Miller, A.

    1998-01-01

    Activities of OECD NEA are connected with IAEA-IWG LMNPP, IAEA Nuclear safety, CEC-JRC, CEC-DG XI, CEC-DG XII and utilities UNIPEDE and WANO. The Committee on the Safety of Nuclear Installations (CSNI) acts through working groups on Fuel Cycle safety; Operating Experiences and Human Factors; Coolant System Behaviour; Integrity of Components and Structures; Confinement of Accidental Radioactive Releases and Risk Assessment. Korea, Mexico, Hungary and Czech Republic are now members of OECD NEA, and the non OECD Countries like Russia, Ukraine, Slovakia, Lithuania can participate in workshops but not in regular committee meetings

  10. Overview of OECD/NEA BEPU Programmes

    Amri, Abdallah; Gulliford, Jim; )

    2013-01-01

    The OECD/NEA paved the way for the development and assessment of BEPU for about 40 years, through concrete tasks: International Standard Problems (ISPs), Benchmarking activities, Development of Validation Matrices, Joint Safety Research Projects, and Specialist meetings. Several NEA related Best-Estimate Plus Uncertainties (BEPU) programmes have been successfully completed: Uncertainty Methods Study (UMS), Best-Estimate Methods - Uncertainty and Sensitivity Evaluation (BEMUSE), Safety Margin Assessment and Application (SM2A), Uncertainty Analysis in Modeling (UAM) Benchmark. New Programmes are underway to address pending issues (e.g., input uncertainties, uncertainties in coupled codes). The present Workshop may highlight new issues to be addressed (e.g., uncertainty analysis for CFD codes). Document available in the slides-form only

  11. CSNI specialist meeting on simulators and plant analyzers

    Miettinen, J.; Holmstroem, H.

    1994-01-01

    The Specialist Meeting on Simulators and Plant Analyzers, held in June 9-12, 1992, in Lappeenranta, Finland, was sponsored by the Committee on the Safety on Nuclear Installations (CSNI) of the OECD Nuclear Energy Agency (NEA). It was organized in collaboration with the Technical Research Centre of Finland (VTT) and the Lappeenranta Technical University of Technology (LTKK). All the presented papers were invited and devided into four sessions. In the first session the objectives, requirements and consepts of simulators were discussed against present standards and guidelines. The second session focused on the capabilities of current analytical models. The third session focused on the experiences gained so far from the applications. The final fourth session concentrated on simulators, which are currently under development, and future plans with regard to both development and utilization. At the end of the meeting topics of the meeting were discussed at the panel discussion. Summaries of the sessions and shortened version of the panel discussion are included into the proceeding. (orig.)

  12. Nuclear fuel behavior activities at the OECD/NEA

    NONE

    1997-12-01

    The work programme regarding nuclear fuel behavior issues at OECD/NEA is carried out in two sections. The Nuclear Science and Data Bank Division deals with basic phenomena in fuel behavior under normal operating conditions, while the Safety Division concentrates upon regulation and safety issues in fuel behavior. A new task force addressing these latter issues has been set up and will produce a report providing recommendations in this field. The OECD Nuclear Energy Agency jointly with the International Atomic Energy Agency established an International Fuel Performance Experiments Database which is operated by the NEA Data Bank. (author). 1 tab.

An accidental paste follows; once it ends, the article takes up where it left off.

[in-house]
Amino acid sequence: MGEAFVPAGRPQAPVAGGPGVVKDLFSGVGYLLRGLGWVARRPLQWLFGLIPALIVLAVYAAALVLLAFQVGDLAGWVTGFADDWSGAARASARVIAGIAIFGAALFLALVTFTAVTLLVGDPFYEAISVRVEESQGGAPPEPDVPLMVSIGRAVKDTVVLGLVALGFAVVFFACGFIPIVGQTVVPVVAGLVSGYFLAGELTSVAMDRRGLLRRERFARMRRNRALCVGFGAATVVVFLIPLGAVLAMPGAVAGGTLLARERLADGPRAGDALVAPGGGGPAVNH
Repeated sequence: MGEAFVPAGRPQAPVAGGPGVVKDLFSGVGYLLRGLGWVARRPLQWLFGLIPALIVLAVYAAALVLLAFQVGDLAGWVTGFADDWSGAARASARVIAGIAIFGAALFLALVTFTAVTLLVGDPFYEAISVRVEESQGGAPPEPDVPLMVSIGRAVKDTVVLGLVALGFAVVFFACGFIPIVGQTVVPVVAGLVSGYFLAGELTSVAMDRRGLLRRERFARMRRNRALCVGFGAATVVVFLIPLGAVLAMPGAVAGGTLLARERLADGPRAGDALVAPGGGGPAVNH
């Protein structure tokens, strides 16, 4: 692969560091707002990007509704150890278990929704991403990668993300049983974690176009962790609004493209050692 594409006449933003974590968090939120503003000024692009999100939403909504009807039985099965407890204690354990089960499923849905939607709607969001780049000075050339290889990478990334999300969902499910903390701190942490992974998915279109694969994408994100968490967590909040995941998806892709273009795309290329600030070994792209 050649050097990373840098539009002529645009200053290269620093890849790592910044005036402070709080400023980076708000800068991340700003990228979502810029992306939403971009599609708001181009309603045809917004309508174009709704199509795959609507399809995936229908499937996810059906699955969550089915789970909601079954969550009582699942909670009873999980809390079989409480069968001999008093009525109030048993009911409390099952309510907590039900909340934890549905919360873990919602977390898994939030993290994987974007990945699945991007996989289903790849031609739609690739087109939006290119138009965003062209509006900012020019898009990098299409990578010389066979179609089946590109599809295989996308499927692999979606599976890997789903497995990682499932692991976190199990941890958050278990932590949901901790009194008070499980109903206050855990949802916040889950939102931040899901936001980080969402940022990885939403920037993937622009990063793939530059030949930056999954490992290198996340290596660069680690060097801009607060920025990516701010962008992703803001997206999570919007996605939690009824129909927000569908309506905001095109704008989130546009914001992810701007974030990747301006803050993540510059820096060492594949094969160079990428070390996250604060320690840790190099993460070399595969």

13. Nuclear fuel behavior activities at the OECD/NEA

    1997-01-01

    The work programme regarding nuclear fuel behavior issues at OECD/NEA is carried out in two sections. The Nuclear Science and Data Bank Division deals with basic phenomena in fuel behavior under normal operating conditions, while the Safety Division concentrates upon regulation and safety issues in fuel behavior. A new task force addressing these latter issues has been set up and will produce a report providing recommendations in this field. The OECD Nuclear Energy Agency jointly with the International Atomic Energy Agency established an International Fuel Performance Experiments Database which is operated by the NEA Data Bank. (author). 1 tab

  14. OECD/NEA activities on the safety of new reactors

    Reig, Javier

    2010-01-01

    The Nuclear Energy Agency, a member of the OECD family, has as mission, in line with the overall aim of the OECD, to assist Agency's member countries in maintaining and further developing through international cooperation, the scientific, technological and legal bases for a safe, environmentally friendly and economic use of nuclear energy for peaceful purposes. Our members include very advanced nuclear countries and represent a big part of the world's nuclear capacity. In addition, we have a well established and formal relationship with the Russian Federation and the IAEA. Two years ago, the NEA celebrated its 50th anniversary of providing assistance to its member countries in supporting the safe use of nuclear power. Nuclear power will remain a key part of the energy mix for many decades to come and, as such, the NEA looks forward to continuing its value-adding work in the field of nuclear power. Korea joined the NEA in 24 May, 1993. While the NEA is satisfied that we have in place an effective process of work, we are always looking for ways to improve. This is the reason why we have since 1999 a series of strategic plans in order to better focus on the objectives that member countries assign to the Agency for meeting the economical, environmental and societal challenges of the coming years. The important changes that have occurred in the energy and nuclear landscapes, as well as in the OECD framework, are the basis for these revisions insofar as they influence the NEA's role and activities. We are now completing the process for the new Strategic Plan which will apply from 2011 to 2017. Nuclear safety and regulation is and will continue to be the first priority of the Agency. The NEA will assist member countries to continue sharing information, best practices and lessons learned to enhance nuclear safety worldwide